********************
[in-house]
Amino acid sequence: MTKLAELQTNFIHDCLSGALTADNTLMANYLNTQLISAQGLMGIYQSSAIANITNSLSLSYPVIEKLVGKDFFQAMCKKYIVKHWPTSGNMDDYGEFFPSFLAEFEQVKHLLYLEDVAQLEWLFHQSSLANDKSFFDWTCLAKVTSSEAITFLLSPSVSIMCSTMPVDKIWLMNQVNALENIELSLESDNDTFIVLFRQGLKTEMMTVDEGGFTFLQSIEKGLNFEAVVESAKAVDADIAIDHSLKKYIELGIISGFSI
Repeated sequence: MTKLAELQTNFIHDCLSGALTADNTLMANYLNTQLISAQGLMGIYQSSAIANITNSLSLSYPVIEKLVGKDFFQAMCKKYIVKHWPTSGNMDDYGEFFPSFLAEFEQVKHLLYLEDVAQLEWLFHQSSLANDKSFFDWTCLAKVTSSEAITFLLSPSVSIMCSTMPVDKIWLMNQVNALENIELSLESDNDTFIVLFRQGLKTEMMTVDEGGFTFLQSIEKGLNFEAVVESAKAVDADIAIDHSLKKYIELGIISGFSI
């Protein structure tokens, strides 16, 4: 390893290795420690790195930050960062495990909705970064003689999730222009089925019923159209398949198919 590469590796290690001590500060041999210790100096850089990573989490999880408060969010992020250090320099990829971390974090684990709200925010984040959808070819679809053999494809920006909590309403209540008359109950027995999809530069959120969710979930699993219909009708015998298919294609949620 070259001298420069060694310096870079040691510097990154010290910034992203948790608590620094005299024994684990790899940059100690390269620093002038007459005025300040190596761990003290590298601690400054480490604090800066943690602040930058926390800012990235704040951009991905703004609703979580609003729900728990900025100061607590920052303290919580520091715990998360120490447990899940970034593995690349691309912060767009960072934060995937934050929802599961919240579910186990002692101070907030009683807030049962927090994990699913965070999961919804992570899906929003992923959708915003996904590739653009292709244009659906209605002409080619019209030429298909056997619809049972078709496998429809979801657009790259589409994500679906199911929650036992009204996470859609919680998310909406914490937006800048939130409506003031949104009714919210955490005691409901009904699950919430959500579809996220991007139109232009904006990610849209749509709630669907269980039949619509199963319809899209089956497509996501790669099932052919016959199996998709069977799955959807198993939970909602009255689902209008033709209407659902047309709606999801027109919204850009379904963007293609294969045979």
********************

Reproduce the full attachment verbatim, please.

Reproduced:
[in-house]
Amino acid sequence: MTKLAELQTNFIHDCLSGALTADNTLMANYLNTQLISAQGLMGIYQSSAIANITNSLSLSYPVIEKLVGKDFFQAMCKKYIVKHWPTSGNMDDYGEFFPSFLAEFEQVKHLLYLEDVAQLEWLFHQSSLANDKSFFDWTCLAKVTSSEAITFLLSPSVSIMCSTMPVDKIWLMNQVNALENIELSLESDNDTFIVLFRQGLKTEMMTVDEGGFTFLQSIEKGLNFEAVVESAKAVDADIAIDHSLKKYIELGIISGFSI
Repeated sequence: MTKLAELQTNFIHDCLSGALTADNTLMANYLNTQLISAQGLMGIYQSSAIANITNSLSLSYPVIEKLVGKDFFQAMCKKYIVKHWPTSGNMDDYGEFFPSFLAEFEQVKHLLYLEDVAQLEWLFHQSSLANDKSFFDWTCLAKVTSSEAITFLLSPSVSIMCSTMPVDKIWLMNQVNALENIELSLESDNDTFIVLFRQGLKTEMMTVDEGGFTFLQSIEKGLNFEAVVESAKAVDADIAIDHSLKKYIELGIISGFSI
């Protein structure tokens, strides 16, 4: 390893290795420690790195930050960062495990909705970064003689999730222009089925019923159209398949198919 590469590796290690001590500060041999210790100096850089990573989490999880408060969010992020250090320099990829971390974090684990709200925010984040959808070819679809053999494809920006909590309403209540008359109950027995999809530069959120969710979930699993219909009708015998298919294609949620 070259001298420069060694310096870079040691510097990154010290910034992203948790608590620094005299024994684990790899940059100690390269620093002038007459005025300040190596761990003290590298601690400054480490604090800066943690602040930058926390800012990235704040951009991905703004609703979580609003729900728990900025100061607590920052303290919580520091715990998360120490447990899940970034593995690349691309912060767009960072934060995937934050929802599961919240579910186990002692101070907030009683807030049962927090994990699913965070999961919804992570899906929003992923959708915003996904590739653009292709244009659906209605002409080619019209030429298909056997619809049972078709496998429809979801657009790259589409994500679906199911929650036992009204996470859609919680998310909406914490937006800048939130409506003031949104009714919210955490005691409901009904699950919430959500579809996220991007139109232009904006990610849209749509709630669907269980039949619509199963319809899209089956497509996501790669099932052919016959199996998709069977799955959807198993939970909602009255689902209008033709209407659902047309709606999801027109919204850009379904963007293609294969045979």